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Chester Zoo staff counting all creatures great and small

Published date: 03 January 2014 |
Published by: Staff reporter
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STAFF at Chester Zoo were counting all creatures great and small yesterday as they undertook their annual stock take.

From the smallest snail to the tallest giraffe, staff were set the important task of counting every single animal in their care, while keepers had their clipboards and pens at the ready as they made their way through more than 400 different species.

Records at the zoo are regularly updated to allow for any births, deaths, departures and arrivals –  with every animal having a ‘passport’ detailing exactly who it is, where it was born and who its ancestors are – ensuring the best possible management of vital worldwide conservation-breeding programmes.

Herpetology keeper Adam Richardson said: “Tallying up our huge Galapagos tortoises doesn’t provide us with too much of a headache but trying to count the hundreds of butterflies and moths or thousands of insects is a bit more of challenge.”

It was a case of all hands on deck as keepers helped double check the data with a full headcount – a process  zoos must go through by law in order to comply with the Zoo Licensing Act 1981.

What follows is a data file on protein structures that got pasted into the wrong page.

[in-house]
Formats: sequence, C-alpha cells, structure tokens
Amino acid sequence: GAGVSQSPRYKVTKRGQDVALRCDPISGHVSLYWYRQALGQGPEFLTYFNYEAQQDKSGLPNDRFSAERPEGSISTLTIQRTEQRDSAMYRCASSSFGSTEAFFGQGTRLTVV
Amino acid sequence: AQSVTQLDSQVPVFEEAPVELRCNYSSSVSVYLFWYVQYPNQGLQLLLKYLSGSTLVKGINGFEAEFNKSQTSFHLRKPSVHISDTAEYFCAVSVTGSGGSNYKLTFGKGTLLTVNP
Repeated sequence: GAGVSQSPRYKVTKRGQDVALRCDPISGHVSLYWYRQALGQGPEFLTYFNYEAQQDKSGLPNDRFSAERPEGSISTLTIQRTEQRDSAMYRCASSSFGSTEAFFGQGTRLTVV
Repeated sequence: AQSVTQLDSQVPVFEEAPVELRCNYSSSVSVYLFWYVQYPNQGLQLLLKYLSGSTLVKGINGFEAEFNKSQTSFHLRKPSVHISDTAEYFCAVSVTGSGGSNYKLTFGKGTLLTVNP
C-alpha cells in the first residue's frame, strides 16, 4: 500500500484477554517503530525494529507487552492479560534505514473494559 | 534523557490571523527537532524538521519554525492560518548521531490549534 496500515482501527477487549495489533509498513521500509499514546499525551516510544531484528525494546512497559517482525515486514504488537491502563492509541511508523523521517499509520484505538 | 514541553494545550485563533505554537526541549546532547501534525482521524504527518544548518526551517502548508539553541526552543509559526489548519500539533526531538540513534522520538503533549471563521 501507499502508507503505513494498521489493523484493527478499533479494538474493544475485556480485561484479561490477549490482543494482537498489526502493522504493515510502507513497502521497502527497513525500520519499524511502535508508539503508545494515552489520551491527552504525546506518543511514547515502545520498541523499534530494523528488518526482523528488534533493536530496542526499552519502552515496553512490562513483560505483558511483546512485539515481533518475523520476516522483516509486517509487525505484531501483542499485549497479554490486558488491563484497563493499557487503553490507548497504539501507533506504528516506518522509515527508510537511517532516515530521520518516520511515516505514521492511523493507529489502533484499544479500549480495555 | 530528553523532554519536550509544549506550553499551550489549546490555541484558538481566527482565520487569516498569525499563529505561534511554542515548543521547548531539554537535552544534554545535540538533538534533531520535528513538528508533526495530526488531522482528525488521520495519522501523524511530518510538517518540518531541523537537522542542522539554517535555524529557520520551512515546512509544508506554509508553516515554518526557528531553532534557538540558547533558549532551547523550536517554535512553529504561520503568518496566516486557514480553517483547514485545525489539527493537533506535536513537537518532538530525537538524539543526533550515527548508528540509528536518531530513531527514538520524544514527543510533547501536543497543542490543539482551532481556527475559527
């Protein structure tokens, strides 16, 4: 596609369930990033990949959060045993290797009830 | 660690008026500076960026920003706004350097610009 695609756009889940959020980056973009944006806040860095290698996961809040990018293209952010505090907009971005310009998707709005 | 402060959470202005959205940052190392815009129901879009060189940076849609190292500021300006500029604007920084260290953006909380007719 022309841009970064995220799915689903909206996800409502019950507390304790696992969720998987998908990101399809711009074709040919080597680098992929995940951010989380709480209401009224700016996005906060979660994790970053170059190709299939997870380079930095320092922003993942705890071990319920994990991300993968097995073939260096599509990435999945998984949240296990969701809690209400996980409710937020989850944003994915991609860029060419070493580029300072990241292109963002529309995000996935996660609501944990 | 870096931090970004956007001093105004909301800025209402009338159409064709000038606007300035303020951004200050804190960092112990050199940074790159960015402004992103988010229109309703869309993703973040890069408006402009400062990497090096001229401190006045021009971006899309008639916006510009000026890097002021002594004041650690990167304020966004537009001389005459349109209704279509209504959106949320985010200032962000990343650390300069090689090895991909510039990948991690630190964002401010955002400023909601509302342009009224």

In 2013, there were 11,352 animals recorded but, since then, the zoo has witnessed something of a baby boom.

Two Sumatran tiger cubs, two northern cheetah cubs, two Eastern black rhino calves, a baby greater one-horned rhino, an Asian elephant calf and a rare baby Rothschild giraffe make up just some of the new arrivals, which may increase the total number of mammals from the 801 in 2013.

Zoo records coordinator Liz Ball, responsible for compiling all of the data, said: “It’s really nice to be able to add all of the newborns to this year’s count. A big reason we’re here is to breed some incredibly endangered species and we’ve done very, very well on that front in recent times.

“Sumatran tigers, for example, number fewer than 300 in the wild and so to have had two more healthy cubs is very special indeed.

“The data put together during our stocktake will be shared with zoos around the world.

“It means we can then start to work out things like who these cubs should be paired with in order to make the very best of the conservation-breeding programme trying to protect these stunning animals.”

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